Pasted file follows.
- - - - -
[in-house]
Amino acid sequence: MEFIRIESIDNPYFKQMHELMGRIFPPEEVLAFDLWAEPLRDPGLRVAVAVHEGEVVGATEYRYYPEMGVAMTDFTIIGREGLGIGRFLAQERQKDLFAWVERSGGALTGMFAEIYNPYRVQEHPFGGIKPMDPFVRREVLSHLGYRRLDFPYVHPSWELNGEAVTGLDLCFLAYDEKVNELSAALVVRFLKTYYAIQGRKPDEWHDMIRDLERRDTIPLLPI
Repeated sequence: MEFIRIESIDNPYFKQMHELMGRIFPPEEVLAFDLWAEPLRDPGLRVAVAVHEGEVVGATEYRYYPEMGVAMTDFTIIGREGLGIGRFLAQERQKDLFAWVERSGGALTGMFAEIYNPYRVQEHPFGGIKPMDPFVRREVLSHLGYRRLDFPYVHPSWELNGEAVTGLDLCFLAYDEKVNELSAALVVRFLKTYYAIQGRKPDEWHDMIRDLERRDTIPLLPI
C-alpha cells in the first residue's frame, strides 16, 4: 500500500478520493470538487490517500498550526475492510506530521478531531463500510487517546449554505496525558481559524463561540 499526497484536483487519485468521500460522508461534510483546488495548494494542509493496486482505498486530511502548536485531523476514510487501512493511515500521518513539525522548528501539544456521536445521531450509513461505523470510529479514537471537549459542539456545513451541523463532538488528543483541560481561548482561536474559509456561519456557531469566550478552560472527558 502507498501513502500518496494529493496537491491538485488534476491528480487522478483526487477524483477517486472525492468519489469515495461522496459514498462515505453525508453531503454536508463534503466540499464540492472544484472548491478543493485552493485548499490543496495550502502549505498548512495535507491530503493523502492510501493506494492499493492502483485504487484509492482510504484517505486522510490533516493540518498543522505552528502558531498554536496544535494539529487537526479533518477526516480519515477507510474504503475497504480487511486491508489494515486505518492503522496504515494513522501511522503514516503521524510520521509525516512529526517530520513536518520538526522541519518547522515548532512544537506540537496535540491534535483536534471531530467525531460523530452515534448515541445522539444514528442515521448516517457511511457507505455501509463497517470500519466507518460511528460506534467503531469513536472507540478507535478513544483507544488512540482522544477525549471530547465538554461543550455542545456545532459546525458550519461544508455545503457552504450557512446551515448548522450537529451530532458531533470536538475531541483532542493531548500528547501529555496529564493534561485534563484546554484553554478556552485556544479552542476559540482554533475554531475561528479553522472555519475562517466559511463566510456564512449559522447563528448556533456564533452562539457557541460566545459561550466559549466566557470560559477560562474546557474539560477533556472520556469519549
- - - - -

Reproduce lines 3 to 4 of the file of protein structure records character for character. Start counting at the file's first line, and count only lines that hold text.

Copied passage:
Repeated sequence: MEFIRIESIDNPYFKQMHELMGRIFPPEEVLAFDLWAEPLRDPGLRVAVAVHEGEVVGATEYRYYPEMGVAMTDFTIIGREGLGIGRFLAQERQKDLFAWVERSGGALTGMFAEIYNPYRVQEHPFGGIKPMDPFVRREVLSHLGYRRLDFPYVHPSWELNGEAVTGLDLCFLAYDEKVNELSAALVVRFLKTYYAIQGRKPDEWHDMIRDLERRDTIPLLPI
C-alpha cells in the first residue's frame, strides 16, 4: 500500500478520493470538487490517500498550526475492510506530521478531531463500510487517546449554505496525558481559524463561540 499526497484536483487519485468521500460522508461534510483546488495548494494542509493496486482505498486530511502548536485531523476514510487501512493511515500521518513539525522548528501539544456521536445521531450509513461505523470510529479514537471537549459542539456545513451541523463532538488528543483541560481561548482561536474559509456561519456557531469566550478552560472527558 502507498501513502500518496494529493496537491491538485488534476491528480487522478483526487477524483477517486472525492468519489469515495461522496459514498462515505453525508453531503454536508463534503466540499464540492472544484472548491478543493485552493485548499490543496495550502502549505498548512495535507491530503493523502492510501493506494492499493492502483485504487484509492482510504484517505486522510490533516493540518498543522505552528502558531498554536496544535494539529487537526479533518477526516480519515477507510474504503475497504480487511486491508489494515486505518492503522496504515494513522501511522503514516503521524510520521509525516512529526517530520513536518520538526522541519518547522515548532512544537506540537496535540491534535483536534471531530467525531460523530452515534448515541445522539444514528442515521448516517457511511457507505455501509463497517470500519466507518460511528460506534467503531469513536472507540478507535478513544483507544488512540482522544477525549471530547465538554461543550455542545456545532459546525458550519461544508455545503457552504450557512446551515448548522450537529451530532458531533470536538475531541483532542493531548500528547501529555496529564493534561485534563484546554484553554478556552485556544479552542476559540482554533475554531475561528479553522472555519475562517466559511463566510456564512449559522447563528448556533456564533452562539457557541460566545459561550466559549466566557470560559477560562474546557474539560477533556472520556469519549